New York

Edward Corbett

Grace Borgenicht

In a paradoxical way the recent painting of Edward Corbett may have had a measure of interest. I personally have never much liked Corbett’s work: it has been eminently synthetic, with just the right dose of figuration and of abstraction, of poetry and of intellectualism. . . . In trying to be everything it has never seemed to me to be much of anything, and the artist’s very limited gifts as a draftsman and a colorist have seemed entirely appropriate to a nondescript style. But while the work might have been tepid, it was certainly respectable, and the present work is not, or is barely so. Is it Corbett who has changed, or us? No doubt Corbett’s style has changed slightly—it now seems a little more rigorous, sometimes having the look of Newman, sometimes more that of Ludwig Sander; but certainly the greater change is in what is around Corbett, in the other art one looks at and which affects one’s response when one looks at him. It is really a very complex and mysterious thing: why does a style lose its vitality; and, does the practitioner himself need to know his style has lost its vitality for those who look at his work to know it? At any rate, I suppose Corbett’s kind of “poetic” abstraction has been left out in the cold by styles that are far more (more authentically) abstract than any which flourished when Corbett was developing his own, and by other styles that are far more genuinely rooted in the experience of things seen.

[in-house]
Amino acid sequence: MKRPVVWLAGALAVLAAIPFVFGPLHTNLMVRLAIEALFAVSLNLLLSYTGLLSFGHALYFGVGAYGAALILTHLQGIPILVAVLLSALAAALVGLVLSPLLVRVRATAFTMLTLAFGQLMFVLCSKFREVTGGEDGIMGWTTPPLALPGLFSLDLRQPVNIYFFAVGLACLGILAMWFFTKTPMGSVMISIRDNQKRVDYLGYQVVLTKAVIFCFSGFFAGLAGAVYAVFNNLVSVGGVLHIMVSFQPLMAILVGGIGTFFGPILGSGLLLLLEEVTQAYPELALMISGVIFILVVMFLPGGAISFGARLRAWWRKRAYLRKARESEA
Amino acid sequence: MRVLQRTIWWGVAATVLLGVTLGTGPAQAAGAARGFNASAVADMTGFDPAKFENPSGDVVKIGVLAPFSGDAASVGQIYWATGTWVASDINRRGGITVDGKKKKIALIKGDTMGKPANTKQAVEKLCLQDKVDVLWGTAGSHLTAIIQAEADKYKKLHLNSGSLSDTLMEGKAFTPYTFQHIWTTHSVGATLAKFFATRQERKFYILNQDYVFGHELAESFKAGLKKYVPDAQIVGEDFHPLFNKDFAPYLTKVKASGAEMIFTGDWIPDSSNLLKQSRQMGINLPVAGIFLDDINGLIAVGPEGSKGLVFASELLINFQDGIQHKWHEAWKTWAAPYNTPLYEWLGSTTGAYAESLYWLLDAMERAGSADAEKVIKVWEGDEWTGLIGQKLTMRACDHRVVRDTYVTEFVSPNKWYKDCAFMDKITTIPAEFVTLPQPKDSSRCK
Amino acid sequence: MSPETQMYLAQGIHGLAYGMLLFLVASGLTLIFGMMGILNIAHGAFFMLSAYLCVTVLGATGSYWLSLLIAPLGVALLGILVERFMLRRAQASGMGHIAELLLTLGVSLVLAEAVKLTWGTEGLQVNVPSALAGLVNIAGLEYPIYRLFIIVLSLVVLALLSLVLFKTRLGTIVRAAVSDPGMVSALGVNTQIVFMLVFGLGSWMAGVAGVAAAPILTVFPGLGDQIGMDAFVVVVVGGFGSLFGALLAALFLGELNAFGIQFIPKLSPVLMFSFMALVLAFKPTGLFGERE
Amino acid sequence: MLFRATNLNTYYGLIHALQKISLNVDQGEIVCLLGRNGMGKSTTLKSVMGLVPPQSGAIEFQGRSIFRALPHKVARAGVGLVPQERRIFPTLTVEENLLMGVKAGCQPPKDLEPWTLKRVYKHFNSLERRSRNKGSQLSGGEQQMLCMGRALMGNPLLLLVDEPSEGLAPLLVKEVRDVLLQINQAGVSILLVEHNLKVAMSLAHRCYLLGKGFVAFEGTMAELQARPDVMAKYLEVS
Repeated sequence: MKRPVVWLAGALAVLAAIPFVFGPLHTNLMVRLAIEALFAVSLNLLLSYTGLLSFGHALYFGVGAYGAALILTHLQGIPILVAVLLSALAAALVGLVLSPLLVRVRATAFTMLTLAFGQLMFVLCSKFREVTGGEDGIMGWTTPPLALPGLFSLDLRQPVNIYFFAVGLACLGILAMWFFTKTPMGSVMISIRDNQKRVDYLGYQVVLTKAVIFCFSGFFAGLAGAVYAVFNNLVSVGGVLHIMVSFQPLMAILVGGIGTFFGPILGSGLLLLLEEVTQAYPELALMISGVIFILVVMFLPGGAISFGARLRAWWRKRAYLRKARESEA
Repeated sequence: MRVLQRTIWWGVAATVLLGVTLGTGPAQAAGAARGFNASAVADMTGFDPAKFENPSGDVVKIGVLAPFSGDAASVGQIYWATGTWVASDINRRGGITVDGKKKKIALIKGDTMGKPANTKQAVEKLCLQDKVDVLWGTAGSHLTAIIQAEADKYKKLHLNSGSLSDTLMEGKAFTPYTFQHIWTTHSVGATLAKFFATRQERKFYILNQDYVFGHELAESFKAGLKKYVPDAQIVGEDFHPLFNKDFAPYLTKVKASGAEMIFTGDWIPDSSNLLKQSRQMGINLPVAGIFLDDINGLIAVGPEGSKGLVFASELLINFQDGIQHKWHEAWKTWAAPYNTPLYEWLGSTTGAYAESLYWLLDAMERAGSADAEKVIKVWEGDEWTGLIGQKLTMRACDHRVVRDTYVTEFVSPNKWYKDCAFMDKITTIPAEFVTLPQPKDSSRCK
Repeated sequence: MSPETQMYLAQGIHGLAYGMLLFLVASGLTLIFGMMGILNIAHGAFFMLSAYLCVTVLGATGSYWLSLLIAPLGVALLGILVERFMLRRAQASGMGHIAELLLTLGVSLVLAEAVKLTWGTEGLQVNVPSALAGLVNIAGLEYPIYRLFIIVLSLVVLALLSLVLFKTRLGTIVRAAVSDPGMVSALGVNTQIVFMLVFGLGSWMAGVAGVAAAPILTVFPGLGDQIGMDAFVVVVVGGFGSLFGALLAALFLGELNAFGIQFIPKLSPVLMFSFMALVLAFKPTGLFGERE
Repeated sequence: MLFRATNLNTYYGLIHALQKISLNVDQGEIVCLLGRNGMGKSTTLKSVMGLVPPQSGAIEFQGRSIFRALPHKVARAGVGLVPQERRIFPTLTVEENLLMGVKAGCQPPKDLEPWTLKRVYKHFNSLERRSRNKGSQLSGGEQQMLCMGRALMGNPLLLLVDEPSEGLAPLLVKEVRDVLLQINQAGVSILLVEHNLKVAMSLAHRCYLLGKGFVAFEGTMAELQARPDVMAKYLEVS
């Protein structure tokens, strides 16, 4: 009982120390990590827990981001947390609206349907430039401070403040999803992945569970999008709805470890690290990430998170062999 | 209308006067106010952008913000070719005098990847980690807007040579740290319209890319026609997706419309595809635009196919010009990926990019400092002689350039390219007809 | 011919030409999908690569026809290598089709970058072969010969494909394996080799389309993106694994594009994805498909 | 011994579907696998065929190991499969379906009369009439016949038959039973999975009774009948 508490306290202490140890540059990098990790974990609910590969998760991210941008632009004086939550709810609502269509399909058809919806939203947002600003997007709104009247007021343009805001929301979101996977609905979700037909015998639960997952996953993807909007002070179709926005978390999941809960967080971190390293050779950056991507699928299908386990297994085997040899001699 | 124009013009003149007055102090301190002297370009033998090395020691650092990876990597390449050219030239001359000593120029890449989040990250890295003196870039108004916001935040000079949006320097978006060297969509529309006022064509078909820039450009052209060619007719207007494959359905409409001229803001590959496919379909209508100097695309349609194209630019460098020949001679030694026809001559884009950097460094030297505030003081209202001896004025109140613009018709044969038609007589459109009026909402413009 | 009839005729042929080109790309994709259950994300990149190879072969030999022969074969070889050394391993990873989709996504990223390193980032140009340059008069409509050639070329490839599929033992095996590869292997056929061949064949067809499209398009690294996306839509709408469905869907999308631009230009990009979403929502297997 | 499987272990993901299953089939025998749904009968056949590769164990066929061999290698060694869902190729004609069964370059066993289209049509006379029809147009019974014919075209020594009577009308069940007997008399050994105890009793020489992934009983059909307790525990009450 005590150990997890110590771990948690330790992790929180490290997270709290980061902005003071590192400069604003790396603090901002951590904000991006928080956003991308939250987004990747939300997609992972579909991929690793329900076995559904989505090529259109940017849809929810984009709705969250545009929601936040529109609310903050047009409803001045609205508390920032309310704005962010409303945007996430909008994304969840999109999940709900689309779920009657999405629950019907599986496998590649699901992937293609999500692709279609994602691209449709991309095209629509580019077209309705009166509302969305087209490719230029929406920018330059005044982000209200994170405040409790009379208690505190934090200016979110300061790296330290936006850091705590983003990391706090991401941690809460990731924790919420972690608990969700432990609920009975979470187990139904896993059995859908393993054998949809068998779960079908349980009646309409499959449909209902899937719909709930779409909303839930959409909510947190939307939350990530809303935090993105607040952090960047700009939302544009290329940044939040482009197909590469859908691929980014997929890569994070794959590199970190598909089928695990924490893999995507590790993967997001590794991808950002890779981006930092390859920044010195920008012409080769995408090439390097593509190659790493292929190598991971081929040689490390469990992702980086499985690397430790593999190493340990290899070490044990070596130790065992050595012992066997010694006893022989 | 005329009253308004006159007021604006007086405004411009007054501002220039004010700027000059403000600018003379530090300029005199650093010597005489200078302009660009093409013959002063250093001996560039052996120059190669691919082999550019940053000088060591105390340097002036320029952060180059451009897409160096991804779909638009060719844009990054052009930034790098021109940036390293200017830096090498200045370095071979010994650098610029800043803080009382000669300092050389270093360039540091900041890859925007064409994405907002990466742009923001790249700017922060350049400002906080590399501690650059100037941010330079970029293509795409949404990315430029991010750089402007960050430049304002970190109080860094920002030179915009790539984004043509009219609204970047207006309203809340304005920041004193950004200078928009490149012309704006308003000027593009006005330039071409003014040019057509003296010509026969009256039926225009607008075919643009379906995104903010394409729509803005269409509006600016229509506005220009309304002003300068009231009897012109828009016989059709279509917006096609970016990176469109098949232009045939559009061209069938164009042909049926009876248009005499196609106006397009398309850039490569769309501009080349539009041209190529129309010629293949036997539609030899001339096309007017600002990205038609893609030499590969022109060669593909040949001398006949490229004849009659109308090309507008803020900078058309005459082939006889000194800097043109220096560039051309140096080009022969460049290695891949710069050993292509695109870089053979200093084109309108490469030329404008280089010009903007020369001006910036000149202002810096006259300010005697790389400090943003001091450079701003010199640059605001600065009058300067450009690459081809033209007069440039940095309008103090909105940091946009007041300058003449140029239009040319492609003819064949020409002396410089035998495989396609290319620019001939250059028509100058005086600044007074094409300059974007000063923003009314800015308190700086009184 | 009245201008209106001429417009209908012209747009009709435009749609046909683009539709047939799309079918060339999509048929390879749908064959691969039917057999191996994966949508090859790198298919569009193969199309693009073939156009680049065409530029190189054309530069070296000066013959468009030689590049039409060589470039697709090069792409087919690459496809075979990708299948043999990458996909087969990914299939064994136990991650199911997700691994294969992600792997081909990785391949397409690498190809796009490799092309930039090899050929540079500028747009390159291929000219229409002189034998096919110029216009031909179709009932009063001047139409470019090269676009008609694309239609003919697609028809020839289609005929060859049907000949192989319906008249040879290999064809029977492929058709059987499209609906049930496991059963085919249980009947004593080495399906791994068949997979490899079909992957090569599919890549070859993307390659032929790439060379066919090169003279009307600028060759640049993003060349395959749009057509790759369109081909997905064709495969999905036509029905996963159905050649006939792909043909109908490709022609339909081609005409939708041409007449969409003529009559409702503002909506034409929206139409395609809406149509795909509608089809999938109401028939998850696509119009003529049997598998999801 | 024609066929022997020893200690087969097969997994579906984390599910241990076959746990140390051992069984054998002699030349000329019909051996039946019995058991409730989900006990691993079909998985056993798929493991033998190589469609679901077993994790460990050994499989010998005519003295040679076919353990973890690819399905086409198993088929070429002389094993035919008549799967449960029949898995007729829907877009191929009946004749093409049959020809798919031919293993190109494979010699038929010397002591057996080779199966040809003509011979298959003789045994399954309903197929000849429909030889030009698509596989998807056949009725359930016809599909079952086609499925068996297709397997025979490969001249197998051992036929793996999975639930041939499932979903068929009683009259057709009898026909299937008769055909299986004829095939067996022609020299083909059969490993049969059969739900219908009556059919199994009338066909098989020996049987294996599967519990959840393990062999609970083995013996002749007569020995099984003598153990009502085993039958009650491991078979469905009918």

Jerrold Lanes